Delays in providing information to the Public Defender’s Office didn’t amount to “bad faith” by Hawaii County police officers, a judge ruled Wednesday afternoon.
But the delays were enough for 3rd Circuit Court Judge Ronald Ibarra to grant Public Defender Peter Bresciani’s motion to move back the trial date for Trinety Crapser, who is accused of robbing a woman on South Point Road in January.
Bresciani moved to have the case dismissed last month, arguing police weren’t sufficiently investigating a related burglary that might have provided evidence — a stolen 20-gauge shotgun — that might help support Crapser’s comments to police after she was arrested. Crapser claimed her co-defendant, Kainoa Kahele-Bishop, stole the shotgun and threatened her with it, causing her to rob Trudi Grentz.
Crapser is accused of wielding a hatchet during the robbery, in which Crapser demanded possession of Grentz’s car. A struggle ensued, and Crapser allegedly bit Grentz and pulled her hair.
Several officers testified about a Jan. 28 burglary, during which a shotgun was stolen but not recovered.
“It strains credulity that nobody knows about this in a place like Ka‘u,” Bresciani said, referring to police officers who claimed they had not realized a shotgun matching Crapser’s description was stolen a few days before Kahele-Bishop allegedly threatened her with it.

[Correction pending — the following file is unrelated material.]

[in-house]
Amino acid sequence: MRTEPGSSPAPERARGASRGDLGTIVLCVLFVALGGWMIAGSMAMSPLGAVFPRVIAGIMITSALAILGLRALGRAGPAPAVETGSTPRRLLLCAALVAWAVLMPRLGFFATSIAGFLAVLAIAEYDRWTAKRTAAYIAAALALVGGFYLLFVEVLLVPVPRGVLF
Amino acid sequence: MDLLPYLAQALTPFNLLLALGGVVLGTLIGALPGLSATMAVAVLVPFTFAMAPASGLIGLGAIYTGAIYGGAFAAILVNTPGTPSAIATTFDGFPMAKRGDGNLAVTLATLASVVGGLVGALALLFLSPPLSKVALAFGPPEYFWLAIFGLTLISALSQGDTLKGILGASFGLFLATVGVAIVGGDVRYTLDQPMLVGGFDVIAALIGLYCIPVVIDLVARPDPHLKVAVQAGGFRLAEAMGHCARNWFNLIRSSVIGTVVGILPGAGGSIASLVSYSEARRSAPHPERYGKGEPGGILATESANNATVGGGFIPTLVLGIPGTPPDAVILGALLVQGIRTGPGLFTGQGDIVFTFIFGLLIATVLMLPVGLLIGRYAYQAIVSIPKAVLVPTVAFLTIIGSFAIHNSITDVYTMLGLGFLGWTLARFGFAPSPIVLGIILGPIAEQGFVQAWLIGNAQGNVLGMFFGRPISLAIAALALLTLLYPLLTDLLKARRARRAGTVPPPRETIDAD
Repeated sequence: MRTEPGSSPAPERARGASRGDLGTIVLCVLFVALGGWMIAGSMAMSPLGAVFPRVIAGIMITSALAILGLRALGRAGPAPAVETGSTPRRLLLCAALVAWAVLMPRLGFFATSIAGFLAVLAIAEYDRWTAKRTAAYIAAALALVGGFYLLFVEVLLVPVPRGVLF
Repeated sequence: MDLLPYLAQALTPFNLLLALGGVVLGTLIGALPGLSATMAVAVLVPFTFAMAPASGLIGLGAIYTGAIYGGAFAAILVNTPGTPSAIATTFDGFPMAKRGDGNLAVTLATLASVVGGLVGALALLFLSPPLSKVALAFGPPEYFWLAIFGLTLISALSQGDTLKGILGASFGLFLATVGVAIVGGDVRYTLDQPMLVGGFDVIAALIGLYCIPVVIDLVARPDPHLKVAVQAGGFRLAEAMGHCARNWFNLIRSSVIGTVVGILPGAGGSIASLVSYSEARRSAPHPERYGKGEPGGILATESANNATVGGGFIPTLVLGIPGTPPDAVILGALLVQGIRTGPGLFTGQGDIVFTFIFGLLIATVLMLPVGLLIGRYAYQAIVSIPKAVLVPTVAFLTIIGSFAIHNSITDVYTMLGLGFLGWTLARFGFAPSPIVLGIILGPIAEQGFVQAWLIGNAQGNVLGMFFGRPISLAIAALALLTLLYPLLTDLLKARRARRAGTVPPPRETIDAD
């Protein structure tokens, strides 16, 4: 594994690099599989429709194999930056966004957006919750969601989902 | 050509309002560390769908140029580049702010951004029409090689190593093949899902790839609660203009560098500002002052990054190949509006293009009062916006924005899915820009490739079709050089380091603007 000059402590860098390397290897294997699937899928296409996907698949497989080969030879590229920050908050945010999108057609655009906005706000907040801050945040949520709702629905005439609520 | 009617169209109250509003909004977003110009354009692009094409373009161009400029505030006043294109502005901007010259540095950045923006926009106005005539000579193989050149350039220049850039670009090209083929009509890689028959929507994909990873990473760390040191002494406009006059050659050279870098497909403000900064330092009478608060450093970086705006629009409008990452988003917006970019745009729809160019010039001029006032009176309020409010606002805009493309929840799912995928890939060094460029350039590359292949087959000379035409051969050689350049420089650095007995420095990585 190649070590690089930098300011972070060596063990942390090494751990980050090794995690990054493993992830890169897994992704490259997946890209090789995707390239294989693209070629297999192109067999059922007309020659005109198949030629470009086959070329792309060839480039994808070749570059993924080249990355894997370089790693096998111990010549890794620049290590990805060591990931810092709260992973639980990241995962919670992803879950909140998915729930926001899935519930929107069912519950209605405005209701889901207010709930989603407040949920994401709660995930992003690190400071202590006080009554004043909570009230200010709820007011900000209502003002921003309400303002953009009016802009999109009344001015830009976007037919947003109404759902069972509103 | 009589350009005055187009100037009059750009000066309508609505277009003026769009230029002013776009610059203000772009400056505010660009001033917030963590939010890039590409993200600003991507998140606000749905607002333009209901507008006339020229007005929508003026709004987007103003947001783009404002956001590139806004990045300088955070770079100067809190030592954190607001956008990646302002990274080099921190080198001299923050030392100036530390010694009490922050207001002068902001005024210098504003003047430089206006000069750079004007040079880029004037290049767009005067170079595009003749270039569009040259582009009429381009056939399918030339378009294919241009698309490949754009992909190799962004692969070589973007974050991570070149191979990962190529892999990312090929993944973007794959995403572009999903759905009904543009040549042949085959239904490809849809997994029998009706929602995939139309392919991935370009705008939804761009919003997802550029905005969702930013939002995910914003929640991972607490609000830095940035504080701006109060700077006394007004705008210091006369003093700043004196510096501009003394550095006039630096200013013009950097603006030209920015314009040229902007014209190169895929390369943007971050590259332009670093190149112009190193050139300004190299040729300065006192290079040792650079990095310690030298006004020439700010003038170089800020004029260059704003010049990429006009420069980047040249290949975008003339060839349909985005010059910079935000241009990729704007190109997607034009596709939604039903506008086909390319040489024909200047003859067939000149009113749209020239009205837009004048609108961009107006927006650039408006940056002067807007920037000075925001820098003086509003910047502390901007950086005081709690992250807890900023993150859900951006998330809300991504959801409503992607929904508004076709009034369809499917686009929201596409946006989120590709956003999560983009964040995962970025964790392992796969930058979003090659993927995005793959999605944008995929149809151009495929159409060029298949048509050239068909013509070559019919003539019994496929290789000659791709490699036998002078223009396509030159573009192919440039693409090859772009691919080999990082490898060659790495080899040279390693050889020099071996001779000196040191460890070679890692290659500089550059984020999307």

Two police reports were also initially unavailable for the Prosecuting Attorney’s Office to access, and several weeks after the deadline for the state to provide discovery — evidence and police reports used in criminal cases — to the defense, Bresciani was alerted to the possibility fingerprints were taken but not yet identified from the burglary scene.
“It puts us in a position where it slows us down,” Bresciani said.
Deputy Prosecuting Attorney Kaua Jackson said expecting police officers to check every case file in their electronic records system daily, to check for updated information in potentially related cases, is an “impossible” task.
“The idea that the defense has is (Detective) Sean Smith had knowledge of this shotgun when he didn’t,” she added.
Multiple procedural aspects “just went awry” in the case, Jackson acknowledged.
Another detective told her Wednesday afternoon it would take about a month for the fingerprints to be processed.
Ibarra said he didn’t see evidence of “bad faith, nor a cover up.”
Given the fingerprint evidence is still being investigated, he agreed to push the trial back to July 29.
It was scheduled for June 30.
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